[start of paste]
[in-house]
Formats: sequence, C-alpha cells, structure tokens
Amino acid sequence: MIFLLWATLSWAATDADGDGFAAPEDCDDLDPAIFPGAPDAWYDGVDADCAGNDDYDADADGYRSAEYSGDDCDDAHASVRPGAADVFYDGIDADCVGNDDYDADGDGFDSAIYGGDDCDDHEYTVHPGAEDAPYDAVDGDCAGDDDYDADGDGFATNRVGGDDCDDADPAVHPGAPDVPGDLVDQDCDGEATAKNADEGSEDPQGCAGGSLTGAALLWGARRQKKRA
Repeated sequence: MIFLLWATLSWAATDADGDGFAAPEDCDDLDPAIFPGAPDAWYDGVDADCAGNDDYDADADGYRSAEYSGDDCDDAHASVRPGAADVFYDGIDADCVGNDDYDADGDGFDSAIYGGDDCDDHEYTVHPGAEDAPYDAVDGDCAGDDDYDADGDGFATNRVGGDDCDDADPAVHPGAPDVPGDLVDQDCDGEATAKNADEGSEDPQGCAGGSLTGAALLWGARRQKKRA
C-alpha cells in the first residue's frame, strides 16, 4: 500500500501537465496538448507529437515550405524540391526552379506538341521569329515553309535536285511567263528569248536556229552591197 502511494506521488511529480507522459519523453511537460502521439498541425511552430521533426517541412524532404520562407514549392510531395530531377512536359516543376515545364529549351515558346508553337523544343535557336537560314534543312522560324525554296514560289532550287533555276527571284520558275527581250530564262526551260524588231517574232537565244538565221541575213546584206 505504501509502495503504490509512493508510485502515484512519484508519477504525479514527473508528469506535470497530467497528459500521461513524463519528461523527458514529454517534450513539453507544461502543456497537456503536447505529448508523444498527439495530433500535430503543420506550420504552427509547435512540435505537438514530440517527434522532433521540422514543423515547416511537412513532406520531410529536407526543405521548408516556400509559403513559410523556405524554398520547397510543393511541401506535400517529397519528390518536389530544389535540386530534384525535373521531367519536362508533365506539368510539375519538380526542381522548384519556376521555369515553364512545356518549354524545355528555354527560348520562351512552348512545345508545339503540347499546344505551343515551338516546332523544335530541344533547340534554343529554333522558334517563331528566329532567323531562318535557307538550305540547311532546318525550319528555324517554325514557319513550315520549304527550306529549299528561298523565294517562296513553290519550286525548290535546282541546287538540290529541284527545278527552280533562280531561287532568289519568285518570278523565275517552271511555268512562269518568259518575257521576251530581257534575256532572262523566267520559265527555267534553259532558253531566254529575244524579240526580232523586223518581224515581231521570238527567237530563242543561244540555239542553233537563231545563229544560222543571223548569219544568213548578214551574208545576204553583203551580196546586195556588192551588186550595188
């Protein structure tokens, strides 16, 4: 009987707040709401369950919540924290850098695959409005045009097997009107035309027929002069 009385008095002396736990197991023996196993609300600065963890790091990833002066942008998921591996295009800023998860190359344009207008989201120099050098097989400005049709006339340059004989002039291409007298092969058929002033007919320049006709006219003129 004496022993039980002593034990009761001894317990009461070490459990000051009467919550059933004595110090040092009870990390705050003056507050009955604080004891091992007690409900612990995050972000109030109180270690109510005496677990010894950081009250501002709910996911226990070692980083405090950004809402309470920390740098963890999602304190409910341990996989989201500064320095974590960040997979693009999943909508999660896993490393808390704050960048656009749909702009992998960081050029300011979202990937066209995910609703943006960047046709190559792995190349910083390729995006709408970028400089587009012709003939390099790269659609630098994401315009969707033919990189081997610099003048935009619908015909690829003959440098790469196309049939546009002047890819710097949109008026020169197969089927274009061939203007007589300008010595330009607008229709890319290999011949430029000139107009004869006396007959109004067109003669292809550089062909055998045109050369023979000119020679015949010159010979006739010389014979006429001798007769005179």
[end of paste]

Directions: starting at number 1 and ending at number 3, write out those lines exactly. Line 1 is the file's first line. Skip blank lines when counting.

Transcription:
[in-house]
Formats: sequence, C-alpha cells, structure tokens
Amino acid sequence: MIFLLWATLSWAATDADGDGFAAPEDCDDLDPAIFPGAPDAWYDGVDADCAGNDDYDADADGYRSAEYSGDDCDDAHASVRPGAADVFYDGIDADCVGNDDYDADGDGFDSAIYGGDDCDDHEYTVHPGAEDAPYDAVDGDCAGDDDYDADGDGFATNRVGGDDCDDADPAVHPGAPDVPGDLVDQDCDGEATAKNADEGSEDPQGCAGGSLTGAALLWGARRQKKRA